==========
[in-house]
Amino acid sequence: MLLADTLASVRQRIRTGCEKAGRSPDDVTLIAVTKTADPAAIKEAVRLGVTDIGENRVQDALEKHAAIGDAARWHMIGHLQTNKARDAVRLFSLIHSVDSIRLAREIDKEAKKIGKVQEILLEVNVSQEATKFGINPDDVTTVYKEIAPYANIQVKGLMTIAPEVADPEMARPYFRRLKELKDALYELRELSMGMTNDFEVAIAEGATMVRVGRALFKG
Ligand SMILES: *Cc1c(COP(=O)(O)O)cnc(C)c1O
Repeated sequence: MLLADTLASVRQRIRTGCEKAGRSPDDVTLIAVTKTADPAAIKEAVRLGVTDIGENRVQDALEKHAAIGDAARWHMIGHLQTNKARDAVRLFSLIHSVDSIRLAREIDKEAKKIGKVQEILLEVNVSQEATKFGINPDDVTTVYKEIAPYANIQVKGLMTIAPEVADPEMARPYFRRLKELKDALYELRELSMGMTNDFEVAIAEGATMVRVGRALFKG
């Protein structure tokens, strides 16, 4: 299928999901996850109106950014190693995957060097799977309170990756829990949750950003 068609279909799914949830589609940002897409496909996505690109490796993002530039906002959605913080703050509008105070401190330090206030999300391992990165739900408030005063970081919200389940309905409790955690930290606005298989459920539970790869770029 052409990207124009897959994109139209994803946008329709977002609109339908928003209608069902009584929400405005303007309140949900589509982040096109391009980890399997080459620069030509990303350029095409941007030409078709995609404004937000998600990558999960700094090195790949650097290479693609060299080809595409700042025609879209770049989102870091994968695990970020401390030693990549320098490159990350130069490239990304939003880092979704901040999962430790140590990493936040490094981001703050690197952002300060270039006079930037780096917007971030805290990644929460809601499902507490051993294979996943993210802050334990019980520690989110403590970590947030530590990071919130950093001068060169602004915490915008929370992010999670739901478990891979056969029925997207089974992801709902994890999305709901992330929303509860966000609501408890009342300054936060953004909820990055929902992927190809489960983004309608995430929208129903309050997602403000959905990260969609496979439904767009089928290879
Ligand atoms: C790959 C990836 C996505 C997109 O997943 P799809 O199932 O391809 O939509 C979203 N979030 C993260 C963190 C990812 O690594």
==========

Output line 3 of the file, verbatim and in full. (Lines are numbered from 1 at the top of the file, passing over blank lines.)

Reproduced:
Ligand SMILES: *Cc1c(COP(=O)(O)O)cnc(C)c1O